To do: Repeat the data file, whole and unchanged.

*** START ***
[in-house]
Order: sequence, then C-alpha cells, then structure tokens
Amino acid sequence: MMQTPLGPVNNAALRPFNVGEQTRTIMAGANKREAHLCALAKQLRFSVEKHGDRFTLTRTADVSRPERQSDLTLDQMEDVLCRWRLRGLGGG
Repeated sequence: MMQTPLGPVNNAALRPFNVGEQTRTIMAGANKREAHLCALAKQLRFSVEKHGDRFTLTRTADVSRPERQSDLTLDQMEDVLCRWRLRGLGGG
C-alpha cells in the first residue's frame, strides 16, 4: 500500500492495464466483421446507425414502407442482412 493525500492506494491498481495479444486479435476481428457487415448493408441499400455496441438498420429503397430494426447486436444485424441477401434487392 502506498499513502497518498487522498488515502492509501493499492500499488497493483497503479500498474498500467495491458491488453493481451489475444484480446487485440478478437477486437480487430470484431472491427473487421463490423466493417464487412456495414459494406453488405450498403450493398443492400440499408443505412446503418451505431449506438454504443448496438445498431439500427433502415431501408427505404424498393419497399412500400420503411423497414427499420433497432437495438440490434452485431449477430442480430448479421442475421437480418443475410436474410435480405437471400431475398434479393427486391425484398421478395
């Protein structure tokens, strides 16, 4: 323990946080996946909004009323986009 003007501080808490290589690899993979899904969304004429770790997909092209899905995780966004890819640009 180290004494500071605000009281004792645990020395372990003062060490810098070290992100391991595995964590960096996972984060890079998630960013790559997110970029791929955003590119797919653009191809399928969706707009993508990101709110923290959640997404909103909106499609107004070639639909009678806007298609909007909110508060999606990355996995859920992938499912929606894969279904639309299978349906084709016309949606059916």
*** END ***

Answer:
[in-house]
Order: sequence, then C-alpha cells, then structure tokens
Amino acid sequence: MMQTPLGPVNNAALRPFNVGEQTRTIMAGANKREAHLCALAKQLRFSVEKHGDRFTLTRTADVSRPERQSDLTLDQMEDVLCRWRLRGLGGG
Repeated sequence: MMQTPLGPVNNAALRPFNVGEQTRTIMAGANKREAHLCALAKQLRFSVEKHGDRFTLTRTADVSRPERQSDLTLDQMEDVLCRWRLRGLGGG
C-alpha cells in the first residue's frame, strides 16, 4: 500500500492495464466483421446507425414502407442482412 493525500492506494491498481495479444486479435476481428457487415448493408441499400455496441438498420429503397430494426447486436444485424441477401434487392 502506498499513502497518498487522498488515502492509501493499492500499488497493483497503479500498474498500467495491458491488453493481451489475444484480446487485440478478437477486437480487430470484431472491427473487421463490423466493417464487412456495414459494406453488405450498403450493398443492400440499408443505412446503418451505431449506438454504443448496438445498431439500427433502415431501408427505404424498393419497399412500400420503411423497414427499420433497432437495438440490434452485431449477430442480430448479421442475421437480418443475410436474410435480405437471400431475398434479393427486391425484398421478395
């Protein structure tokens, strides 16, 4: 323990946080996946909004009323986009 003007501080808490290589690899993979899904969304004429770790997909092209899905995780966004890819640009 180290004494500071605000009281004792645990020395372990003062060490810098070290992100391991595995964590960096996972984060890079998630960013790559997110970029791929955003590119797919653009191809399928969706707009993508990101709110923290959640997404909103909106499609107004070639639909009678806007298609909007909110508060999606990355996995859920992938499912929606894969279904639309299978349906084709016309949606059916």